Elfman goes (chocolate-covered) nuts

By Rob Lowman (Entertainment Editor)
U-San Bernando County Sun, 2005[unverified]
Source: http://u.sbsun.com/Stories/0,1413,216~24281~2965262,00.html

Things got a little crazy at composer Danny Elfman's home studio when he began creating the singing parts for the Oompa Loompa songs in Tim Burton's Charlie and the Chocolate Factory.
"Once I started having fun with it, I literally got to the point where it was nuts. I'd be laying one part after another, then I'd be screaming falsettos and my wife (actress Bridget Fonda) would come down to check on me because she thought I !was going nuts."
But it's probably a bit nuts to write Oompa Loompa songs anyway. The score to the first adaptation of Roald Dahl's book, the 1971 Willy Wonka & the Chocolate Factory, had much-loved songs like "Candy Man" and "Pure Imagination" by Anthony Newley and Lesley Bricusse.
Burton and Elfman decided that in Charlie only the Oompas would sing. In Dahl's book, they either sang (or chanted - it's not clear) after each child departed. The pair decided to use the author's words.
"I'm already expecting to catch a lot of flak at my end for turning these charming Oompa Loompa things into Bollywood extravaganzas," says the 52-year-old composer and father of a 6-month-old son. He has two daughters from a previous marriage.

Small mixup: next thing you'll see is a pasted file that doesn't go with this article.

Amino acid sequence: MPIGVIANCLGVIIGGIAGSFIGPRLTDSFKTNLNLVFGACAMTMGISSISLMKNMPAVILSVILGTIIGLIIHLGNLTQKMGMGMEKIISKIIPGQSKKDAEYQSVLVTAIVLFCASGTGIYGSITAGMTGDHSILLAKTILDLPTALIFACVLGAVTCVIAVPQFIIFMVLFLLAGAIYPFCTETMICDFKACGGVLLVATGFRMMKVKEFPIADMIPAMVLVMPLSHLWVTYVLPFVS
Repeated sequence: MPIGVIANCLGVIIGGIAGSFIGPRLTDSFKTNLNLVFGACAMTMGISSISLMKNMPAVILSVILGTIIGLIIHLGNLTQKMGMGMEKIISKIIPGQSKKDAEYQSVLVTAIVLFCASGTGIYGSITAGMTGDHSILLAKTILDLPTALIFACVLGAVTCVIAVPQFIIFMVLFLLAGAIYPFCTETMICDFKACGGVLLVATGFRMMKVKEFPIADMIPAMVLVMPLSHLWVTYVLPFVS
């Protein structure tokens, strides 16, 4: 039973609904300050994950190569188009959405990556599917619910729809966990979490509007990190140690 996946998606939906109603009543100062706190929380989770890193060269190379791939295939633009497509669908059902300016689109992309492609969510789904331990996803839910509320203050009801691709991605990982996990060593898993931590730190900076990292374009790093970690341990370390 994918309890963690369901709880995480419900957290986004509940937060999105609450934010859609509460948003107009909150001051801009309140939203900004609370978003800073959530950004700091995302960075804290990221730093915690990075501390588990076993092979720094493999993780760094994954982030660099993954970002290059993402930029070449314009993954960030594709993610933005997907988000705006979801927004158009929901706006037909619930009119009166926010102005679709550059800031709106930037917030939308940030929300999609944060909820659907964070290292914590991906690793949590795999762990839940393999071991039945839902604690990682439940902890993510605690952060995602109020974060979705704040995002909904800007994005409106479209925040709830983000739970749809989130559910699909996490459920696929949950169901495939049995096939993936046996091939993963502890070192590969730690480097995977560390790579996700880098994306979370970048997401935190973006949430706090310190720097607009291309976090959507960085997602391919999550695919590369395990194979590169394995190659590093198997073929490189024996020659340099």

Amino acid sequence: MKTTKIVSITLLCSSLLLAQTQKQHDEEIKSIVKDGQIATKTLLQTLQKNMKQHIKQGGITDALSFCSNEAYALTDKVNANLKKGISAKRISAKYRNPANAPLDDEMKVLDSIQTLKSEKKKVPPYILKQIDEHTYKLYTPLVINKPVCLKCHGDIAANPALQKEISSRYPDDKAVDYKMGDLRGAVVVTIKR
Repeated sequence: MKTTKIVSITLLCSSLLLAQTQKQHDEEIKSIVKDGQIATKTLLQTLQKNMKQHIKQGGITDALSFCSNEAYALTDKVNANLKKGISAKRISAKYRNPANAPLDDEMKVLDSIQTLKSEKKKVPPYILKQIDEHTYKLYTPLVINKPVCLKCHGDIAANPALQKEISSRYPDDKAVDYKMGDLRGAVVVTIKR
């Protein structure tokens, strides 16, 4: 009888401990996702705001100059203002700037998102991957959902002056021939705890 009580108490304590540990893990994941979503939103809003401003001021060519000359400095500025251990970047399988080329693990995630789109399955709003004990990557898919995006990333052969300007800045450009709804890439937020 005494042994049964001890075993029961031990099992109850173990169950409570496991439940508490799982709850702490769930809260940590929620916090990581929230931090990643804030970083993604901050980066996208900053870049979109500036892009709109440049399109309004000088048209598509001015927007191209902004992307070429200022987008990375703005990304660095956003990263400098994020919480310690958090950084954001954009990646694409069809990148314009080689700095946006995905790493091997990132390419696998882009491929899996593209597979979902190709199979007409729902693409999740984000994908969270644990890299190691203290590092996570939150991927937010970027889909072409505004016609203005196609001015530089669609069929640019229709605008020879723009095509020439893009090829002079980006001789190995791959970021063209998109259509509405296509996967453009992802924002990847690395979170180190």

There are five songs in "Charlie" - "Wonka's Welcome Song" (sort of a deranged "It's a Small World"-style ditty) and four tunes for the children ("Augustus Gloop," "Violet Beauregarde," "Veruca Salt" and "Mike Teavee"). Burton and Elfman wanted to model the numbers after big Bollywood productions.
After he wrote "Augustus," Elfman says it was Burton's idea to go in a completely different direction for each song, and the pair started "clowning" around with ideas like "ABBA meets the Mamas and Papas meets the Byrds." "Veruca" became "kinda psychedelic and '60s hippie," while "Mike" was the rock number, and "Violet" was influenced by '70s blaxploitation movies and groups like Earth, Wind and Fire.
So the songs could be choreographed, Elfman started laying down the vocals in his home. Elfman did every part six times. "Depending on the song, I would take two of the voices and modulate them up a little bit - which slightly Munchkin-izes them. Then I might take two more and shift them even further." But he decided not to make all the voices sound like Munchkins and instead gave them a total range; so you'll hear some Oompas singing bass, even if they all look the same.
This is the 11th film that Elfman has scored for Burton.
"In a way, he's like another actor in the film," the director says of Elfman. "His music has always been a guidepost, a way to help define the various elements of the story and draw it all together."
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